Chapter 3 Electric Charges and Fields (Electrostatics Part 3) – Physics free study material by TEACHING CARE online tuition and coaching classes

Chapter 3 Electric Charges and Fields (Electrostatics Part 3) – Physics free study material by TEACHING CARE online tuition and coaching classes

File name : Chapter-3-Electric-Charges-and-Fields-Electrostatics-Part-3.pdf

 

Example: 63     Two point charges +4q and +q are placed at a distance L apart. A third charge Q is so placed that all the three charges are in equilibrium. Then location and magnitude of third charge will be

  • At a distance Lfrom +4q charge, 4q

 

3                             9

 

 

  • At a distance

L from +4q charge, – 4q

 

 

3                                 9

 

 

  • At a distance

2L from +4q charge, – 4q

 

 

 

  • At a distance

3

2L from +q charge,

3

9

  • 4q 9

 

Solution: (c)      Let third charge be placed at a distance

x1 from +4q charge as shown

 

 

Now x

=         L       2L

Þ x   = L                                                                             Q                                                         +q

 

1                             3          2      3

1 +

+4q

x1                          x2

L

 

æ L / 3 ö 2     4q                     4q

 

For equilibrium of q, Q = +4qç               ÷

è  L   ø

=  9  Þ Q = –  9 .

 

Example: 64     A drop of

10-6 kg water carries

10-6 C charge. What electric field should be applied to balance it’s

 

weight (assume g = 10 m/sec2)

 

(a)

10 V / m, Upward               (b)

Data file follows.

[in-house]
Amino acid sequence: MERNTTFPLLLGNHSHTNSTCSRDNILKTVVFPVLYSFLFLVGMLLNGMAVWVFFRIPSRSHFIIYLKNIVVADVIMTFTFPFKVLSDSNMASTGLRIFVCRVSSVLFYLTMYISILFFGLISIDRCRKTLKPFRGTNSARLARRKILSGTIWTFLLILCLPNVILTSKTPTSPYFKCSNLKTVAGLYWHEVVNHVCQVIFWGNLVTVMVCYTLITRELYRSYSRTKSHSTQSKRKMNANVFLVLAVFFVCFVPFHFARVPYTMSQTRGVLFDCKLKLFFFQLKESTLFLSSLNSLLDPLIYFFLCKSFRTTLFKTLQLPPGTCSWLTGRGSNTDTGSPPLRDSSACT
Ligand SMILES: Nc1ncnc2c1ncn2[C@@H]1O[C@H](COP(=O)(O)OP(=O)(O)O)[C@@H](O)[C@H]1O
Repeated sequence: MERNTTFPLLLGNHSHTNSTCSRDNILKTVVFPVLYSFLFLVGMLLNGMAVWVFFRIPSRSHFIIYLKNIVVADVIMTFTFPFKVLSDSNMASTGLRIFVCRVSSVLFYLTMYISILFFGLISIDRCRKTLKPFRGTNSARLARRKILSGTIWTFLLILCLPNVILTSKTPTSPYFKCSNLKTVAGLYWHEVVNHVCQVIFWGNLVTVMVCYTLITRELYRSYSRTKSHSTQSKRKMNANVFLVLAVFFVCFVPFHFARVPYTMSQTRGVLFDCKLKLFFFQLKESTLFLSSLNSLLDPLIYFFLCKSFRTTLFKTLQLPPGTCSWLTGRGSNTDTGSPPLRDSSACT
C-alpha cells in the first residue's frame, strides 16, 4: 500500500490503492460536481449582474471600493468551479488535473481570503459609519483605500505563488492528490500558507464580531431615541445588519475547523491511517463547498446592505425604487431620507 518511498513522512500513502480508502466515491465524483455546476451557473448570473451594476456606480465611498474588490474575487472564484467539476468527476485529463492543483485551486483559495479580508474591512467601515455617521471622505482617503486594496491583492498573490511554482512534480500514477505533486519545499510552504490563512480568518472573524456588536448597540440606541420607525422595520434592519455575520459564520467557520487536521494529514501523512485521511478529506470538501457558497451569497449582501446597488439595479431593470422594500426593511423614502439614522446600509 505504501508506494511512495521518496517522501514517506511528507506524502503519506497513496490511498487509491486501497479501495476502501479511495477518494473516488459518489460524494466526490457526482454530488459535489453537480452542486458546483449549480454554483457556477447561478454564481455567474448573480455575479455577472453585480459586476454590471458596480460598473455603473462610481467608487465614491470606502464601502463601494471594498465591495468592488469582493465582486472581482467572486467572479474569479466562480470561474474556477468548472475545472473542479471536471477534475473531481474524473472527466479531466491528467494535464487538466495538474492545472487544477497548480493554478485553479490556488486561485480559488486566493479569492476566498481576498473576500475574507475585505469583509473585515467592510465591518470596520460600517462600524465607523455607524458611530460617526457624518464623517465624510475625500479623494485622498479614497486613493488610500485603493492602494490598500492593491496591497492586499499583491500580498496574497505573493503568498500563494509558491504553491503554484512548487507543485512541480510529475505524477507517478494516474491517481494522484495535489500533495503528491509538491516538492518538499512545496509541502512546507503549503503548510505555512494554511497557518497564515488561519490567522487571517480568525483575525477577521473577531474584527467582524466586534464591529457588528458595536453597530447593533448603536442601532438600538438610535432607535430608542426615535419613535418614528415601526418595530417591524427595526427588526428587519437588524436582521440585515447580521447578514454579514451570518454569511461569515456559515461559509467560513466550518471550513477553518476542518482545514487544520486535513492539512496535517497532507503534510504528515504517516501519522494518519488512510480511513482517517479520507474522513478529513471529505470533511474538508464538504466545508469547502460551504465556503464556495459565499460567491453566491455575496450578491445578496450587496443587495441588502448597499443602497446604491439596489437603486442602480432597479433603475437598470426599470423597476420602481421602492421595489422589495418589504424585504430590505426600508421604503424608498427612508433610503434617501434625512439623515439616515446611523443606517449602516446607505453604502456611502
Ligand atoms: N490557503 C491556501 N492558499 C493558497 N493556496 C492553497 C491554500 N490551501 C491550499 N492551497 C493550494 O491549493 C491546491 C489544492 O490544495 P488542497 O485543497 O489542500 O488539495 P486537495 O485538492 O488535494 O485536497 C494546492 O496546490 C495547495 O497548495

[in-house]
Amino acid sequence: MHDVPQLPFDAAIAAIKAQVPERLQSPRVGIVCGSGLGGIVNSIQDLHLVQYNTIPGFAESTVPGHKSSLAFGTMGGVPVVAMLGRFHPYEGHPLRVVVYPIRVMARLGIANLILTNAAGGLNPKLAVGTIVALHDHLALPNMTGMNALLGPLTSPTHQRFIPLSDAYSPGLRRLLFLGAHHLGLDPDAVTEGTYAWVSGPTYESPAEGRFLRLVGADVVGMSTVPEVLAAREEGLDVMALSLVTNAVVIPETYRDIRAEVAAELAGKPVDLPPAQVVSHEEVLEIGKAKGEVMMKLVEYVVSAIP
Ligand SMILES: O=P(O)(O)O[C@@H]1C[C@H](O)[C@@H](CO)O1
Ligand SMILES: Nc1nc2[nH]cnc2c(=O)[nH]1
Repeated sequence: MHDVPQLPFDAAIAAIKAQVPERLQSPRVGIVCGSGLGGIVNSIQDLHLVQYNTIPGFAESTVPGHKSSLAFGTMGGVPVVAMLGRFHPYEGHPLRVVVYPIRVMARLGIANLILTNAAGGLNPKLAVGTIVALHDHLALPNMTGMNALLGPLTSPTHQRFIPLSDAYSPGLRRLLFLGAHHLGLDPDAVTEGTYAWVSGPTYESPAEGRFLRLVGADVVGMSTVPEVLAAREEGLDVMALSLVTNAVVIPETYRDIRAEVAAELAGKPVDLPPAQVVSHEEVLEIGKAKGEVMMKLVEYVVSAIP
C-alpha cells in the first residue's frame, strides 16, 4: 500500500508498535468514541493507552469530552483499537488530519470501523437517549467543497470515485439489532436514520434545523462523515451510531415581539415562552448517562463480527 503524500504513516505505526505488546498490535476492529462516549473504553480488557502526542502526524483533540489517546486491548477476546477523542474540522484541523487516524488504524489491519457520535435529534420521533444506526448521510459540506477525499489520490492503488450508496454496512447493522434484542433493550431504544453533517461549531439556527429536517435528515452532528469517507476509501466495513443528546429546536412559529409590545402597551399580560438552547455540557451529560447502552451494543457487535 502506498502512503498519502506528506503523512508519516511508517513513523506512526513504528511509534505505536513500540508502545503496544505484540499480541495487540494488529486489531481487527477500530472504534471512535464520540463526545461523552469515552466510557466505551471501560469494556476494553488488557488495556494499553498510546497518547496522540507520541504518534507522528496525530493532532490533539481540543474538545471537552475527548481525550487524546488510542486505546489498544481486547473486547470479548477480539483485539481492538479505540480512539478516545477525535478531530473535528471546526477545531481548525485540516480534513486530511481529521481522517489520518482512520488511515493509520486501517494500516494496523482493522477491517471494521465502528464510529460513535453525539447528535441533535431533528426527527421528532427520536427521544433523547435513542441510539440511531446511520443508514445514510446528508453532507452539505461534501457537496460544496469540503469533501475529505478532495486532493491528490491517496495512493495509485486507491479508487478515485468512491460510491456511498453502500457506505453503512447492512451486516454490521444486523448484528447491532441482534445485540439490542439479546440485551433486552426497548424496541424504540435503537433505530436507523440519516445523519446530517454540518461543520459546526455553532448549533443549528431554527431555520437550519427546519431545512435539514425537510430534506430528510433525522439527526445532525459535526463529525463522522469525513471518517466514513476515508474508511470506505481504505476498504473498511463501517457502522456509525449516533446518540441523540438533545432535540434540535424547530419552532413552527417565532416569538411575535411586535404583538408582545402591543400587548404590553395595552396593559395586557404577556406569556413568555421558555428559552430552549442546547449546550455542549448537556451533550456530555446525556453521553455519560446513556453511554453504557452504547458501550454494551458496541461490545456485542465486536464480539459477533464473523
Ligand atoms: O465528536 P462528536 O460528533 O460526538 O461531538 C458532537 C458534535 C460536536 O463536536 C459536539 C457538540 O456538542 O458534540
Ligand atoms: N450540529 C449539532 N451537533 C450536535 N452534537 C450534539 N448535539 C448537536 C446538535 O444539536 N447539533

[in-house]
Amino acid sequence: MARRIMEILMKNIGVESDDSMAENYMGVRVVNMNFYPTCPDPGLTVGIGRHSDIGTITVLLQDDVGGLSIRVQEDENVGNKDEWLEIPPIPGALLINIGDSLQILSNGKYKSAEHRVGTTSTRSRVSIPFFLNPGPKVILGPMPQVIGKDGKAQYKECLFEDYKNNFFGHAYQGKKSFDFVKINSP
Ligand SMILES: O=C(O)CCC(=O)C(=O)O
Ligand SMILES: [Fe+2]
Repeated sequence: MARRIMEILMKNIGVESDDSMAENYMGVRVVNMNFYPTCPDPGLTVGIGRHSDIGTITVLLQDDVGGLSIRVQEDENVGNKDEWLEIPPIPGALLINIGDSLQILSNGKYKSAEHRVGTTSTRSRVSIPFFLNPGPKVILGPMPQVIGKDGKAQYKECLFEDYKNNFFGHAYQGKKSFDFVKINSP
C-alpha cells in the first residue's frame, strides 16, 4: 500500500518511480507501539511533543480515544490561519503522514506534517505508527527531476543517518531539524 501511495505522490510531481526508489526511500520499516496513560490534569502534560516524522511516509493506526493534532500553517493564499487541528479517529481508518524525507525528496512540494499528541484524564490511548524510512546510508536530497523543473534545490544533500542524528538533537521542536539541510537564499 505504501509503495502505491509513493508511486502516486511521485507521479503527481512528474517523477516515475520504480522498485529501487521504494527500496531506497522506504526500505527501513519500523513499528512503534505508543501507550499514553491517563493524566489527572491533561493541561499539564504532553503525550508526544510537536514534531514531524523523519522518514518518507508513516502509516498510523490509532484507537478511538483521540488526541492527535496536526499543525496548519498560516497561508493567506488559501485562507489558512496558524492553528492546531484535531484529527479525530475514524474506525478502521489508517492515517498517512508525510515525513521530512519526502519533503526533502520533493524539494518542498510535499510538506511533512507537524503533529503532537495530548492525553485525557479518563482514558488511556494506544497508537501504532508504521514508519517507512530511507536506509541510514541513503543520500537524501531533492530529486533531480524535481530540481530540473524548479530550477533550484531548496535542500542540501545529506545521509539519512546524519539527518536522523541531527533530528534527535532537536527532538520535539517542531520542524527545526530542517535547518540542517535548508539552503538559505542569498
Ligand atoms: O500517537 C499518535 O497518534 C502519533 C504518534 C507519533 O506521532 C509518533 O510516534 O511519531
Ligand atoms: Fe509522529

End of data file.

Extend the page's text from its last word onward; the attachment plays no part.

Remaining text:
10 V / m, Downward       (c) 0.1 V/m Downward (d)

0.1V / m,

 

Upward

Solution: (a)      In equilibrium QE = mg

 

E mg

Q

= 10-6 ´ 10 10-6

= 10 V/m; Since charge is positive so electric field will be upward.

 

Example: 65     A charged water drop of radii 0.1 mm is under equilibrium in some electric field. The charge on the drop

is equivalent to electronic charge. The intensity of electric field is                                                 [RPET  1997]

 

(a)

1.61 N / C

(b)

25.2 N / C

æ 4 pr 3 r ö.g

 

(c)

262 N / C

(d)

1610 N / C

 

mg      ç 3          ÷         4 ´ (3.14)(0.1 ´ 10 6 )3 ´ 103 ´ 10

 

Solution: (c)       In equilibrium QE = mg ;      E =

è             ø     =                                                               = 262 N/C

 

Q               Q              3

1.6 ´ 10 19

 

Example: 66     The bob of a pendulum of mass 8 mg

carries an electric charge of

39.2 ´ 10 -10

coulomb in an electric

 

Solution: (b)

field of  20 ´ 103 volt / meter and it is at rest. The angle made by the pendulum with the vertical will be (a) 27o        (b) 45o  (c) 87o                                      (d) 127o

T sinq = qE , T cosq = mg

 qE

 

\     tanq =

mg

 

qE

 

mg